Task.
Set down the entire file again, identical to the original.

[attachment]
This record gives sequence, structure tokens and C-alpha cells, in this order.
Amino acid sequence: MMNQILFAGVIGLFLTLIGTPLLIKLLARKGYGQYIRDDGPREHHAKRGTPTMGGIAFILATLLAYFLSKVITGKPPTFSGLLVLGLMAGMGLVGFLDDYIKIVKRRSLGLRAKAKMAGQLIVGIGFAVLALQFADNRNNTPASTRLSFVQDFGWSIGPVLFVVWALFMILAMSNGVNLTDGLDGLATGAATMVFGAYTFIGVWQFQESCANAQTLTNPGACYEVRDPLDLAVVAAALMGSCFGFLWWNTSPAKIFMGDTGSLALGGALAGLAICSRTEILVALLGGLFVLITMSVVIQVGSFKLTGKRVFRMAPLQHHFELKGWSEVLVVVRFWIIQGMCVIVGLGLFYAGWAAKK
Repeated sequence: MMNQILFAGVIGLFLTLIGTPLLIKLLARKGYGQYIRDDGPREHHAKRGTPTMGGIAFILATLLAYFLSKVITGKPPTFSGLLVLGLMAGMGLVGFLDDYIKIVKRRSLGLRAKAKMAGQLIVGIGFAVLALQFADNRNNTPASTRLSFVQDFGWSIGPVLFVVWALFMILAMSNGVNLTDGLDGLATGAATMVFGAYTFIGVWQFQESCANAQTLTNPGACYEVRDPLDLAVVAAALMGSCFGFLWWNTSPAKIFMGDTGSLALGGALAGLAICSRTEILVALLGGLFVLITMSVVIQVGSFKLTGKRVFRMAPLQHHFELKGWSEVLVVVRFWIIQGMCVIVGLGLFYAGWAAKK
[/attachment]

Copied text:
This record gives sequence, structure tokens and C-alpha cells, in this order.
Amino acid sequence: MMNQILFAGVIGLFLTLIGTPLLIKLLARKGYGQYIRDDGPREHHAKRGTPTMGGIAFILATLLAYFLSKVITGKPPTFSGLLVLGLMAGMGLVGFLDDYIKIVKRRSLGLRAKAKMAGQLIVGIGFAVLALQFADNRNNTPASTRLSFVQDFGWSIGPVLFVVWALFMILAMSNGVNLTDGLDGLATGAATMVFGAYTFIGVWQFQESCANAQTLTNPGACYEVRDPLDLAVVAAALMGSCFGFLWWNTSPAKIFMGDTGSLALGGALAGLAICSRTEILVALLGGLFVLITMSVVIQVGSFKLTGKRVFRMAPLQHHFELKGWSEVLVVVRFWIIQGMCVIVGLGLFYAGWAAKK
Repeated sequence: MMNQILFAGVIGLFLTLIGTPLLIKLLARKGYGQYIRDDGPREHHAKRGTPTMGGIAFILATLLAYFLSKVITGKPPTFSGLLVLGLMAGMGLVGFLDDYIKIVKRRSLGLRAKAKMAGQLIVGIGFAVLALQFADNRNNTPASTRLSFVQDFGWSIGPVLFVVWALFMILAMSNGVNLTDGLDGLATGAATMVFGAYTFIGVWQFQESCANAQTLTNPGACYEVRDPLDLAVVAAALMGSCFGFLWWNTSPAKIFMGDTGSLALGGALAGLAICSRTEILVALLGGLFVLITMSVVIQVGSFKLTGKRVFRMAPLQHHFELKGWSEVLVVVRFWIIQGMCVIVGLGLFYAGWAAKK